Black History Month Alumna Interview: Maya Nunn '16

Black History Month Alumna Interview: Maya Nunn '16

Maya Nunn graduated from Mother McAuley in 2016. At McAuley, she was a member of National Honors Society, National English Honors Society, Spanish Honors Society, and cheered for St. Rita High School. She was also a member of the first Upperclasswomen Advisory Board at Mother McAuley under the direction of Meg Gardner, Vice Principal of Student Culture. Since her days at McAuley, Maya has always stood out as a leader with her ability to think critically and communicate effectively. Those qualities and attributes have followed her throughout college and her professional career. 

After her graduation at McAuley, Maya studied at the University of Missouri, where she earned her Bachelor’s in Journalism with a concentration in Public Relations and a minor in Spanish. At Mizzou, she was involved in the National Association of Black Journalists and Alpha Kappa Alpha Sorority, Inc., where she served as her chapter’s President. 

After graduation, she received her Master’s in Sports and Entertainment Promotion from the University of Houston, and currently works as an Account Executive for a public relations firm,  while working as a part time freelancer.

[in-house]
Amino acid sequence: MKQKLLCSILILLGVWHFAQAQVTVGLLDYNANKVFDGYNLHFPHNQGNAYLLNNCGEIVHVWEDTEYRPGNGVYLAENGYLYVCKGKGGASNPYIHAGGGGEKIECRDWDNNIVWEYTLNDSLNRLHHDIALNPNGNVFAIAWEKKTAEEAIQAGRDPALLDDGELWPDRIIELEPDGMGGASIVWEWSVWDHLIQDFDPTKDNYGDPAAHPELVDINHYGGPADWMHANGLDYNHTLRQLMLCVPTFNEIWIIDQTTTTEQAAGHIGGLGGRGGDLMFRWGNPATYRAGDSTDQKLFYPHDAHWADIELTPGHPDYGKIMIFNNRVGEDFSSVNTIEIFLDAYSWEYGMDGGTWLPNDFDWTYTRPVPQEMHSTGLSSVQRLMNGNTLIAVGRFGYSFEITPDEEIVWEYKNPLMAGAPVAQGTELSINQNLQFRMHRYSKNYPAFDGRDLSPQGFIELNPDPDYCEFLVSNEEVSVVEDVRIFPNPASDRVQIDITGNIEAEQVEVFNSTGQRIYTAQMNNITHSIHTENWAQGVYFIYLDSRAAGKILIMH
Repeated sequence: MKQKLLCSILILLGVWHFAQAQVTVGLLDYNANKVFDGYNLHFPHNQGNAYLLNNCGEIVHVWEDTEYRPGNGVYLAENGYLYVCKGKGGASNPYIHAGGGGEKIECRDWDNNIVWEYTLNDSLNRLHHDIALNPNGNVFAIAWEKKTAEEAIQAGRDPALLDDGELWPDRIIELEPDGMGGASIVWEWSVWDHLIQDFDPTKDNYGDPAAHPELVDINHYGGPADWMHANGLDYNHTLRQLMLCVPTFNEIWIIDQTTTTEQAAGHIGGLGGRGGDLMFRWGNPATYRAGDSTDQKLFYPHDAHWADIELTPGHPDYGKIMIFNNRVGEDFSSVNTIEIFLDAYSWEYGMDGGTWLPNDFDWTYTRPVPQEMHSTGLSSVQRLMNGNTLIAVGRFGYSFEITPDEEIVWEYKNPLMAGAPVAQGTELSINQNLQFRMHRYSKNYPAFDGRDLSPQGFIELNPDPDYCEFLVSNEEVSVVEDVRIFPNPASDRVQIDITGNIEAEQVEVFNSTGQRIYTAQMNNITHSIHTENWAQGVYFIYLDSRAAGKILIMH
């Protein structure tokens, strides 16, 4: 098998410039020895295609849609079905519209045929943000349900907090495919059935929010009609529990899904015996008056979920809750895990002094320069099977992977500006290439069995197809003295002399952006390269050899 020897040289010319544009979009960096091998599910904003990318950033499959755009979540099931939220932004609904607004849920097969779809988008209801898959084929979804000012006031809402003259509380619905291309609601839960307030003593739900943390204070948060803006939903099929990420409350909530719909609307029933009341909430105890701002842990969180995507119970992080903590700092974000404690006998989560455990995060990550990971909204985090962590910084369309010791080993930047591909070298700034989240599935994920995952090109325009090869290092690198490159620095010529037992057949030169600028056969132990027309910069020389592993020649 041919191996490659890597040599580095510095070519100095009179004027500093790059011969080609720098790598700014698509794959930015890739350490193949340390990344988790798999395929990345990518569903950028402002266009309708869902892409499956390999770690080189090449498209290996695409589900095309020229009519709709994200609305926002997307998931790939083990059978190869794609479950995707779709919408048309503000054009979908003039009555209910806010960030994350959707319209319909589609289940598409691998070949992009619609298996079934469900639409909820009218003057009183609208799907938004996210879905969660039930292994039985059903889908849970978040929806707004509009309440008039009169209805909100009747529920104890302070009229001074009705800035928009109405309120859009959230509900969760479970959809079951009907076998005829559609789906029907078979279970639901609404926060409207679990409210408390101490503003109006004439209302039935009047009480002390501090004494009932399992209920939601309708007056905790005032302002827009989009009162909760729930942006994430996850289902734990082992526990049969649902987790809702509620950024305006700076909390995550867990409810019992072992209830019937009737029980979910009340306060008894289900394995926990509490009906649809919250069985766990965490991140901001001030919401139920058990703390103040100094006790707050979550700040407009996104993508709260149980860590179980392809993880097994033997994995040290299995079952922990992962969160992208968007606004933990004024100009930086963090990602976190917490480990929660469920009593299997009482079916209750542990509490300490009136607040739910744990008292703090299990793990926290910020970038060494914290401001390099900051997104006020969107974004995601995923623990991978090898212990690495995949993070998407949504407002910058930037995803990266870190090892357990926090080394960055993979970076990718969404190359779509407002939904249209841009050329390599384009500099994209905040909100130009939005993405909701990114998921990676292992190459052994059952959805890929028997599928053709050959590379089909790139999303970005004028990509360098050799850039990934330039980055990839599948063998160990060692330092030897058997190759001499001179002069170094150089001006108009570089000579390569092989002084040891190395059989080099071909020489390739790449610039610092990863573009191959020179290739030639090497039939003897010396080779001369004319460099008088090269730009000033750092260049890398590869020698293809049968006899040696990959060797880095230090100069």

In the summer of 2020, Mother McAuley had the unique opportunity to have ongoing discussions about the challenges our students of color face not only in our world, but as a student. Through the leadership and vision of Maya and her former classmate and friend Cydney Walls ‘16, Mother McAuley established the Young Alumnae Diversity Council (YADC). The council is made up of 12 members who represent various races or ethnicities. These young women continue to work towards goals to advance diversity, equity, and belonging within the academic curriculum, student life, and extracurricular programs. 

In strong collaboration with the YADC, the administration of Mother Mcauley was able to facilitate discussions, resulting in action steps for the school years to follow. Maya has been an instrumental leader in the YADC at Mother McAuley, and we are so grateful for her guidance, action, and support in our DEB efforts. 



Julissa Rojas ‘22, a senior and a proud member of the Black Student Union, conducted an interview with Maya as our last alumnae feature of McAuley’s Black History Month Celebration.  


When you hear Mighty Mac, what do you think of?

“When I hear Mighty Mac I think of a woman who may not be 100% sure of herself but is working to be that. Who is strong and confident and is always looking and willing to progress, not only for personal reasons but for her community as well. I think of someone who has a lot of pride in where they come from. When you talk to McAuley alumnae, all they talk about is McAuley. That’s definitely what I think about, the pride we have in our school, community, and ourselves.”


What is one skill McAuley taught you that you still apply to your life today?